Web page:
This seems like a very semantic argument which doesn't undermine my claim. I think when psychology becomes a science that can study the physical object and form conclusions, it is no longer a social science before it is a physical science. Or perhaps it's a physically social science. Either way, it's no longer purely a social science. If it's at mostly or foundationally a physical science, it is objective. If it is entirely a social science, it is not.
Depends on what he is looking into. If it is purely electrical stimulation of the brain that he is investigating, the neuroscience. If it is what parts of the brain is active when someone is exposed to something they are phobic about and how is that different from someone who does not have the phobia being exposed to the same stimulus then I would say it still falls under psychology. (I use that as an example since that is one I was a participant in when I was at university) They blend together the same way physics blends into chemistry, which in turn blends into biology. They are separate fields, but there are areas of crossover between them.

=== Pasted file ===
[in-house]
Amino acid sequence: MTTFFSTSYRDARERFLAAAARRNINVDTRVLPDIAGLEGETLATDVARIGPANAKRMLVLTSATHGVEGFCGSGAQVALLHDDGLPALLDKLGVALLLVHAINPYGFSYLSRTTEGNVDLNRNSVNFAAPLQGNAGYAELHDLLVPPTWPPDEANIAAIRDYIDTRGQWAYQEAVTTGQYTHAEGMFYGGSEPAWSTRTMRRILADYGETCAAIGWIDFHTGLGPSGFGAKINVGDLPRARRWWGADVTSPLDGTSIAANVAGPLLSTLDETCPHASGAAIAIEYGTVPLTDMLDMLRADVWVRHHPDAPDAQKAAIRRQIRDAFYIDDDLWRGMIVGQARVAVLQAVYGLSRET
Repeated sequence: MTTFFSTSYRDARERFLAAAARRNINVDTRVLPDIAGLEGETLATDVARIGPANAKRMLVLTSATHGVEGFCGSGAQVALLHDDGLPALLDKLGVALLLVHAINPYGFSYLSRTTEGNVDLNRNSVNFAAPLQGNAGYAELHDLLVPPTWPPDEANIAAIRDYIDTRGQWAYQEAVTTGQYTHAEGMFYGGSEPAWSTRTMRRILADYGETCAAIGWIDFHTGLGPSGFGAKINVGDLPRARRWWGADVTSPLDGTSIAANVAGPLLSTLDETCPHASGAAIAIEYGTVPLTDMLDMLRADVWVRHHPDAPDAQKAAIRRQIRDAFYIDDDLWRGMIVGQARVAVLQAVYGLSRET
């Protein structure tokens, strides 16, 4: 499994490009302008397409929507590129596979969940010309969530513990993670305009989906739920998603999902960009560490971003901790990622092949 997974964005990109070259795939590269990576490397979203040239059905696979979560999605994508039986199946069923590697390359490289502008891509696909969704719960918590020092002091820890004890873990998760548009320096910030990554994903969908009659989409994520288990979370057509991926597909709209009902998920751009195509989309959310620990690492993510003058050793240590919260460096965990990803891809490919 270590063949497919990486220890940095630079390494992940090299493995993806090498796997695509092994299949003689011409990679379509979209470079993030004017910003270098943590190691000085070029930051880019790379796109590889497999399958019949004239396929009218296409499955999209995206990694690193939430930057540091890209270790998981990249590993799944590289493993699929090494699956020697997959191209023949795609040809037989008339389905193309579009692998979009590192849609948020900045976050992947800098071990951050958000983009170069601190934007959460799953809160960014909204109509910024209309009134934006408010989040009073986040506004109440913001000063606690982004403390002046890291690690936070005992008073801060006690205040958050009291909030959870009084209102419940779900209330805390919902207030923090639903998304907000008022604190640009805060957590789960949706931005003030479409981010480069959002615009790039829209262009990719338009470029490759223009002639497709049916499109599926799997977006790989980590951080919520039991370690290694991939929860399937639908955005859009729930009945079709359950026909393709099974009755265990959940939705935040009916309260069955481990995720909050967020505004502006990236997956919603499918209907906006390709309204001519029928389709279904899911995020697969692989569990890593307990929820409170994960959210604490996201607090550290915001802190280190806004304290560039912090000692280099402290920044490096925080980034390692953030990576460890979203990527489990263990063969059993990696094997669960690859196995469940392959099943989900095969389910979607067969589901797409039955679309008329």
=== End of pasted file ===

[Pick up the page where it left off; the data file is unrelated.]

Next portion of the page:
But when a psychologist uses a neuroscientific method, is he still conducting psychology and social science? Or is he conducting neuroscience and thus physical science?
It depends on which determinations you look at. Some certainly will, others will be exactly as objective. Psychologists using imaging to see what parts of the brain activate under different circumstances has precise, measurable data that is objective.